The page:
The Shining: Escape from The Overlook Hotel was a beautiful disaster.

The deck of game cards. One card is flipped, the key for Room 237.

This is only the second game that we’re reviewing that we didn’t complete… and if you’re new here, we’ve played a silly amount of escape games in every imaginable format. It simply wasn’t fun in spite of a great effort. I’m going to examine why.

Nailing The Brand

From a creative direction standpoint, The Shining: Escape from The Overlook Hotel was a triumph. It looked and read perfectly. Narratively, this was a brilliant adaptation of the film’s world.

A series of booklets that pertain to different characters.

I have to imagine that there is a brand manager out there who has this thing mounted on their wall like a trophy.

Unfortunately, this wasn’t an aesthetic piece; it was a game.

A game map with a character piece.

Bad Feels & Confusion

Initially we were sucked into the beauty and cleverness of the presentation. As we explored, however, the problems became far more unnerving than the story’s horror.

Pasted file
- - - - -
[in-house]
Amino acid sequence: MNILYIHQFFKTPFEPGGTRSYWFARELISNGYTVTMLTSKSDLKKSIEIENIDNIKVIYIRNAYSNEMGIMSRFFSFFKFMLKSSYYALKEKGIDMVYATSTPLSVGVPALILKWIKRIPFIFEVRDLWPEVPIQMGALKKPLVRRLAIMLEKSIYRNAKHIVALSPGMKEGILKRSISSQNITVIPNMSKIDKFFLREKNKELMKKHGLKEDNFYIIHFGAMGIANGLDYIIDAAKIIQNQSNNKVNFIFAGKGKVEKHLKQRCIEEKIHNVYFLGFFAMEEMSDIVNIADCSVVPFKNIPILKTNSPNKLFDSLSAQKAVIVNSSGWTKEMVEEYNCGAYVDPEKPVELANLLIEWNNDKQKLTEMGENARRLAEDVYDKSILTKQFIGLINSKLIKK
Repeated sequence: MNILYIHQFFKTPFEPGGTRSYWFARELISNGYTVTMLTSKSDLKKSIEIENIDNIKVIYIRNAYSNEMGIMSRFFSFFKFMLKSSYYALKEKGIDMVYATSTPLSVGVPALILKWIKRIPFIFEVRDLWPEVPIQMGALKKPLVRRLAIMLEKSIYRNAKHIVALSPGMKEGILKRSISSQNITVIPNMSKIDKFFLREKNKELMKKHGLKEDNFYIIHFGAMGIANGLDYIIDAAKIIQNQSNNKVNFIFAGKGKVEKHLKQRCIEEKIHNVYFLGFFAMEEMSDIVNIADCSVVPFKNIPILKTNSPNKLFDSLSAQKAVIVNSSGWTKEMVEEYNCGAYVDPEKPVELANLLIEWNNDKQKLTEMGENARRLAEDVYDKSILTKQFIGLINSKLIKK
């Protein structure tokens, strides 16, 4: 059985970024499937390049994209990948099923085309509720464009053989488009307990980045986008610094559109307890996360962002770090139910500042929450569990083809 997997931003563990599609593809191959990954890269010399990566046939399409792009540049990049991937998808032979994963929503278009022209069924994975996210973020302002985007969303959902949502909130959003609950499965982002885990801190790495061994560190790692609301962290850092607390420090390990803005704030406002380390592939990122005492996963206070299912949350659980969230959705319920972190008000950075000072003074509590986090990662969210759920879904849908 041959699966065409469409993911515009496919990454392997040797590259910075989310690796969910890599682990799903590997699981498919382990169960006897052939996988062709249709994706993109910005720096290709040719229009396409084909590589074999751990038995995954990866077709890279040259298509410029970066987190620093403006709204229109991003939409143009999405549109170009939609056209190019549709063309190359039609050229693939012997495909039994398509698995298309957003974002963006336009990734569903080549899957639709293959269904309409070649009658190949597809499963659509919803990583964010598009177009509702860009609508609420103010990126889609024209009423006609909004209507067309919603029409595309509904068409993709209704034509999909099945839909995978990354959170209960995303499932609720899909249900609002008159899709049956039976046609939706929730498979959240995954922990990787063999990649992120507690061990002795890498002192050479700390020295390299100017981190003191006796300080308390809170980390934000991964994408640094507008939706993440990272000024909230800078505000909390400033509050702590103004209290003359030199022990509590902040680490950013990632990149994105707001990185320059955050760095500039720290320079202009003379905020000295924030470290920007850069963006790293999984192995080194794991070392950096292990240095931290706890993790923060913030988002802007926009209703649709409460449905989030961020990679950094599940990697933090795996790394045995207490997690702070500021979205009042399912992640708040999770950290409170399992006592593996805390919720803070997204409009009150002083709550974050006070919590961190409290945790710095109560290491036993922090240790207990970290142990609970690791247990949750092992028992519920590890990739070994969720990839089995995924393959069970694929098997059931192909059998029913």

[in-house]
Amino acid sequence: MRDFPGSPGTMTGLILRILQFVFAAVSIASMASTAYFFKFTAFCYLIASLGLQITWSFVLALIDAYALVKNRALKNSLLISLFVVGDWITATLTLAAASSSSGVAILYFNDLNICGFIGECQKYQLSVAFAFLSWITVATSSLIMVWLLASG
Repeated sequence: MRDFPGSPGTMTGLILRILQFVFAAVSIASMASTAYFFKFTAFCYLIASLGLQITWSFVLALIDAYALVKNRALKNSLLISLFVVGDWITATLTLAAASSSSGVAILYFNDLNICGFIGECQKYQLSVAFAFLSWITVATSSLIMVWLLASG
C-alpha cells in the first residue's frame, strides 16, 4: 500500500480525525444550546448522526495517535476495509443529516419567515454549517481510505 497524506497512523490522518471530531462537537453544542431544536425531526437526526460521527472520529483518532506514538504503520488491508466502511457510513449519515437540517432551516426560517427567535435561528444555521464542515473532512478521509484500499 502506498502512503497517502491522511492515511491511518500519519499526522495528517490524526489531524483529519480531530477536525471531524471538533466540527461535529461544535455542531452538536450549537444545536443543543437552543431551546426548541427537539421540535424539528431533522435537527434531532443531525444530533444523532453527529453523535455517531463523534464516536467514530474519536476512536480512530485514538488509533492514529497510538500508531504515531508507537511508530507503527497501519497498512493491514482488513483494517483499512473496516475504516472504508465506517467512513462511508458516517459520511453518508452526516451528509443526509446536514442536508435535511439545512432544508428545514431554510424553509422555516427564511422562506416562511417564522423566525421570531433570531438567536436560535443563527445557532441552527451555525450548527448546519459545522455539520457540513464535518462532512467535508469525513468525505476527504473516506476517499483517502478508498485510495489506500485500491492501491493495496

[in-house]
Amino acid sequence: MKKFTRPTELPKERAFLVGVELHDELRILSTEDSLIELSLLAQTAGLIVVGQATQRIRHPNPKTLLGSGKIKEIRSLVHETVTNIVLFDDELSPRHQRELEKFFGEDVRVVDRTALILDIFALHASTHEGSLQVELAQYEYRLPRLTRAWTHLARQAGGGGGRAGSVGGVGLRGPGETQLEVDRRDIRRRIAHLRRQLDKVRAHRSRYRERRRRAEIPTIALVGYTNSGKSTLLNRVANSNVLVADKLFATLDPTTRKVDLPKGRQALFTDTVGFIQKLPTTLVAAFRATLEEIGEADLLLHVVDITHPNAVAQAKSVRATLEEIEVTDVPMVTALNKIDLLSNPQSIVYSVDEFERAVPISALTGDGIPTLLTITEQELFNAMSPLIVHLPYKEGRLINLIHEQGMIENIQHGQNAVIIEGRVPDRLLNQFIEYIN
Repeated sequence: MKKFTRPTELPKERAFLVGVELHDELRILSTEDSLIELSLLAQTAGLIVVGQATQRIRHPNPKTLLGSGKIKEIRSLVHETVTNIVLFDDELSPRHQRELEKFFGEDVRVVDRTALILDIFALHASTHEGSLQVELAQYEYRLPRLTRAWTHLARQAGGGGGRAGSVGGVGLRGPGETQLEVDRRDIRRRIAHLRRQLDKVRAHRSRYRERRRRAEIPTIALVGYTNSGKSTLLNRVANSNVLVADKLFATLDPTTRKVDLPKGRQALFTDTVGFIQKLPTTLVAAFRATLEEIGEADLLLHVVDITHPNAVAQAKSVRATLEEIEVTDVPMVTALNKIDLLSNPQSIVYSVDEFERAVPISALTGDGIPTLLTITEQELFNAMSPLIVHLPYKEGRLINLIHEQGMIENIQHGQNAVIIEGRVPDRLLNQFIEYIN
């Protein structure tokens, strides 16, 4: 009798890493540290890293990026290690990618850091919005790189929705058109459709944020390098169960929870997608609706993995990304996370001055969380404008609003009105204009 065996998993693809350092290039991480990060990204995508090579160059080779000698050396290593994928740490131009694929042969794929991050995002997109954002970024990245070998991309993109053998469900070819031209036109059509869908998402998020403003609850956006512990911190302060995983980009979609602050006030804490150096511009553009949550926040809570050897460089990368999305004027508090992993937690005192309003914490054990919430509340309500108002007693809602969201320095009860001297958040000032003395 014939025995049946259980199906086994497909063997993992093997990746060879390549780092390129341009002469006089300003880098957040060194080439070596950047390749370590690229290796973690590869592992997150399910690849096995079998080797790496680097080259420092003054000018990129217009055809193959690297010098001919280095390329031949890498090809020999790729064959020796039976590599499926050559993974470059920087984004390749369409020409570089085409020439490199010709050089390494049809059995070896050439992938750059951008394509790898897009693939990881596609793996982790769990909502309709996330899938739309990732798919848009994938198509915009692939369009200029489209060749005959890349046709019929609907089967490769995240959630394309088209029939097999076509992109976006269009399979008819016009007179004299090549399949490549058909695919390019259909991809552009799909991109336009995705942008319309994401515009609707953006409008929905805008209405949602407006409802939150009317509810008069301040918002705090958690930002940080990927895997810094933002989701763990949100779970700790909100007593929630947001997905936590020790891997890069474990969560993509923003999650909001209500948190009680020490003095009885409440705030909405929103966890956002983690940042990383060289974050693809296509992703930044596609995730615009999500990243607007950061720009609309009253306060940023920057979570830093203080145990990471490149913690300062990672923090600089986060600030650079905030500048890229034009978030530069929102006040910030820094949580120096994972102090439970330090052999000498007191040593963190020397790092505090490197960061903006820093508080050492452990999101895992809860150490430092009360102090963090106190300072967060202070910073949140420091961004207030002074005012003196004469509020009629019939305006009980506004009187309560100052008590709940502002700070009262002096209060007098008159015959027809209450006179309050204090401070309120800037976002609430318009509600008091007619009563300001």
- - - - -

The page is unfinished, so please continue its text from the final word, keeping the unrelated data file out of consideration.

I attribute most of the issues to sloppy systems. Interestingly, The Shining used the same system as Scooby-Doo: Escape from The Haunted Mansion (which we loved). The key difference between the games was theming and severity. Scooby felt playful, chaotic, and childish. The rules felt loose, like they were there to keep the game on rails. The Shining felt severe and punitive. It appeared to do everything that it could to dissuade us from exploring the world. I assume that this was intentional to create atmosphere, but there’s such a thing as too much.

Numbered envelopes from the Overlook Hotel.

In the end, we reached a point where we got stuck. All options seemed to lead nowhere. We started over, and found ourselves bound up at the exact same place. It was at that point that we decided that this wasn’t enjoyable.

Final Thoughts

The Shining: Escape from The Overlook Hotel felt like it was undertested. We’re not the best puzzlers in the world, but we’re well practiced and reasonably skilled. If we got lost in the game twice, and felt that quitting was the best option, then something still needed to be ironed out before mass production.

There’s something great here; it just needed more time in the oven. In its current state, this was raw, and I don’t recommend consuming it.

The Shining Escape From The Overlook Hotel game box, depicts a man wielding an axe with blood dripping from the blade.